Jazz Guitar Chord Dictionary

(by Rick Peckham)

Jazz Guitar Chord Dictionary by Rick Peckham is another great book from Berklee press. It’s a great reference (and exercise tool) to help you memorize a lot of must-know movable chord shapes on the fingerboard. If you’re new or uncomfortable around all these “weird” jazz chords, extensions, nomenclatures, symbols, progressions (and YES, the fingerings!), then this is for you.

… and if not (meaning that your chord playing is already fluid) then this could only help it with some new ideas and refreshers. I personally get it out once in a while to review my harmonic stuff on the fretboard!

The first section will have you go through most useable chord shapes for jazz guitar (approximately a hundred of them). Everything ‘standard’ is covered: major 7 and major 6, minor 7 and minor 6, all sorts of dominants … and more! Than Peckham goes into adding 9th, 11th and 13th in a beautiful way.

The second section of the book will then make you practice the voicings with specific sets of exercises. This ensures the reader to have plenty (very plenty) of applications for the material at hand. It’s not just a phone book of chords classified by postal codes! It’s first and foremost a workbook, with very neat exercises.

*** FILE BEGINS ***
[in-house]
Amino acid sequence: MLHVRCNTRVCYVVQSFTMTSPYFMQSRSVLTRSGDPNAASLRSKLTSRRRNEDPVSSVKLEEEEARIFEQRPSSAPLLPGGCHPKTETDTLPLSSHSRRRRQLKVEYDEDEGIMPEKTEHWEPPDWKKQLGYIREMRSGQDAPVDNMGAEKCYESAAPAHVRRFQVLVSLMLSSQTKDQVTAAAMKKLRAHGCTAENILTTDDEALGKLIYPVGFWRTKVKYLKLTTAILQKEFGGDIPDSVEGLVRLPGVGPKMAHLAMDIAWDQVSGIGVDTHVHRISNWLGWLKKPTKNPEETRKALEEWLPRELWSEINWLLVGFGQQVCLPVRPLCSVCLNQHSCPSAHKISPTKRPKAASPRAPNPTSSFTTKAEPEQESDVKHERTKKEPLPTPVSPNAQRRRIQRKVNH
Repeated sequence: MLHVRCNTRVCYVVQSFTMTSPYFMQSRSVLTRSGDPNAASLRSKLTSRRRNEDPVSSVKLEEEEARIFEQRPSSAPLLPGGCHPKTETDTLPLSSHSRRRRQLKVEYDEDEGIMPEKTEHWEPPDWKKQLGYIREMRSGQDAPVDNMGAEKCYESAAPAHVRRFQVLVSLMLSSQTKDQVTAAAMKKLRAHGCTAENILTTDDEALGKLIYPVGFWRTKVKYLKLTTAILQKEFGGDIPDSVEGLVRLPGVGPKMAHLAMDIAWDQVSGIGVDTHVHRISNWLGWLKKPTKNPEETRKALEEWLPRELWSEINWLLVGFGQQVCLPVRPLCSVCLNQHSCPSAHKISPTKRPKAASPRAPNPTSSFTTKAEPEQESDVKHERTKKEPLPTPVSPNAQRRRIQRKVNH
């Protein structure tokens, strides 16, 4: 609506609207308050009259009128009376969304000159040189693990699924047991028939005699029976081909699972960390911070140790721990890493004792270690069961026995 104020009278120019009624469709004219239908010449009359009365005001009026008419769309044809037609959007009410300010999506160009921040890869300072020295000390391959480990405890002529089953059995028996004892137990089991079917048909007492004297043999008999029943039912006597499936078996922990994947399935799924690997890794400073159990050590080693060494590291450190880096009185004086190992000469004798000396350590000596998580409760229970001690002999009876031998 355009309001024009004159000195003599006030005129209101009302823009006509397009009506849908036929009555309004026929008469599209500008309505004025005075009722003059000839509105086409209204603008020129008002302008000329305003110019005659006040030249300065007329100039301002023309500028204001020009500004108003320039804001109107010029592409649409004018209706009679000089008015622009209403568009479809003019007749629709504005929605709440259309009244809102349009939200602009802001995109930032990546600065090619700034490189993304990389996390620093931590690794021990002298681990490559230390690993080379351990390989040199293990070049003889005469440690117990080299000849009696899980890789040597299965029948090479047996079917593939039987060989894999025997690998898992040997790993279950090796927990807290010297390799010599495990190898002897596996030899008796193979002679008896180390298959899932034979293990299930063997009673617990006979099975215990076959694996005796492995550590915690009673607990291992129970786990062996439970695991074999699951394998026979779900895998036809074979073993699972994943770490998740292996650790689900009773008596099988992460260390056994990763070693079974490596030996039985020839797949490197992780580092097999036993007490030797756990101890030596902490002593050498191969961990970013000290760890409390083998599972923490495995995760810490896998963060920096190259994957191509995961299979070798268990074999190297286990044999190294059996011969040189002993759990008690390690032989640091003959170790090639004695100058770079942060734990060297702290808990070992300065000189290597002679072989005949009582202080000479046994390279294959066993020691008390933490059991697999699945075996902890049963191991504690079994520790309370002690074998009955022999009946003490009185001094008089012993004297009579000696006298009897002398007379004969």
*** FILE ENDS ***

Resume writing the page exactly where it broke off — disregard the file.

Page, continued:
After going through this book, you’ll never be intimitated by a jazz lead sheet ever again!

The best thing about learning “standards” chord grips like this is that you can also create countless variations on them (partial chords, more extensions, different fingerings, ideas using counterpoint etc.) Start simply and let your creativity soar. Having a solid foundation, like this, certainly helped me go further into a highly personal sound for comping. Starting from basic drop2’s and drop3’s and then seeing possibilities in creative exploration comes, for me at least, from a deep understanding of chords and progressions.

To sum up: the Jazz Guitar Chord Dictionary is cheap (under 10 bucks), content is clear and it can help just about ANY jazz guitarist out there. Even as a ‘refresher’, or simply as a reference, it’s worth having it lying around the practice room.

Staff notation, chord diagrams and tabs (oh yes!) Highly recommended.

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